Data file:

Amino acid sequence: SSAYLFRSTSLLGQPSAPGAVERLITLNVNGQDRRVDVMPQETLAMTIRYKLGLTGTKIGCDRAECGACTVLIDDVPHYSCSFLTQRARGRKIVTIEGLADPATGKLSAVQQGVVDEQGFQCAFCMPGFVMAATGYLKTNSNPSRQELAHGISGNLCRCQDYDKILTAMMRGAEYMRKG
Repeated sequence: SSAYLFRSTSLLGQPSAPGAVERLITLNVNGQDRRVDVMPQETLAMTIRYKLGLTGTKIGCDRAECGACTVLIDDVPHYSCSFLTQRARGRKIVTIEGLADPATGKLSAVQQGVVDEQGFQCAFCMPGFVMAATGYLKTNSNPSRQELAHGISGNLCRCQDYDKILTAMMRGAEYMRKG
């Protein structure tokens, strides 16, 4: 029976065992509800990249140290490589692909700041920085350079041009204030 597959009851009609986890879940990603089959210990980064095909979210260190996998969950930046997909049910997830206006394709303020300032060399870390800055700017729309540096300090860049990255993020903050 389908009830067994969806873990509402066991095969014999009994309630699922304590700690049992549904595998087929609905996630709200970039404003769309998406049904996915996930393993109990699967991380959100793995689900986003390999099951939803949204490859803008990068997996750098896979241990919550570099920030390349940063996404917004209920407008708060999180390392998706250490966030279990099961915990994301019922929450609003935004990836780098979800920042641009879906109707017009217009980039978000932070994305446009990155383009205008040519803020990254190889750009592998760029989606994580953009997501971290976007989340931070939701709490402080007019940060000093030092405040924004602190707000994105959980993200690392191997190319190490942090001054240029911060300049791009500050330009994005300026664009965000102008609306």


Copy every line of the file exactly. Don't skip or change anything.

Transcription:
Amino acid sequence: SSAYLFRSTSLLGQPSAPGAVERLITLNVNGQDRRVDVMPQETLAMTIRYKLGLTGTKIGCDRAECGACTVLIDDVPHYSCSFLTQRARGRKIVTIEGLADPATGKLSAVQQGVVDEQGFQCAFCMPGFVMAATGYLKTNSNPSRQELAHGISGNLCRCQDYDKILTAMMRGAEYMRKG
Repeated sequence: SSAYLFRSTSLLGQPSAPGAVERLITLNVNGQDRRVDVMPQETLAMTIRYKLGLTGTKIGCDRAECGACTVLIDDVPHYSCSFLTQRARGRKIVTIEGLADPATGKLSAVQQGVVDEQGFQCAFCMPGFVMAATGYLKTNSNPSRQELAHGISGNLCRCQDYDKILTAMMRGAEYMRKG
């Protein structure tokens, strides 16, 4: 029976065992509800990249140290490589692909700041920085350079041009204030 597959009851009609986890879940990603089959210990980064095909979210260190996998969950930046997909049910997830206006394709303020300032060399870390800055700017729309540096300090860049990255993020903050 389908009830067994969806873990509402066991095969014999009994309630699922304590700690049992549904595998087929609905996630709200970039404003769309998406049904996915996930393993109990699967991380959100793995689900986003390999099951939803949204490859803008990068997996750098896979241990919550570099920030390349940063996404917004209920407008708060999180390392998706250490966030279990099961915990994301019922929450609003935004990836780098979800920042641009879906109707017009217009980039978000932070994305446009990155383009205008040519803020990254190889750009592998760029989606994580953009997501971290976007989340931070939701709490402080007019940060000093030092405040924004602190707000994105959980993200690392191997190319190490942090001054240029911060300049791009500050330009994005300026664009965000102008609306």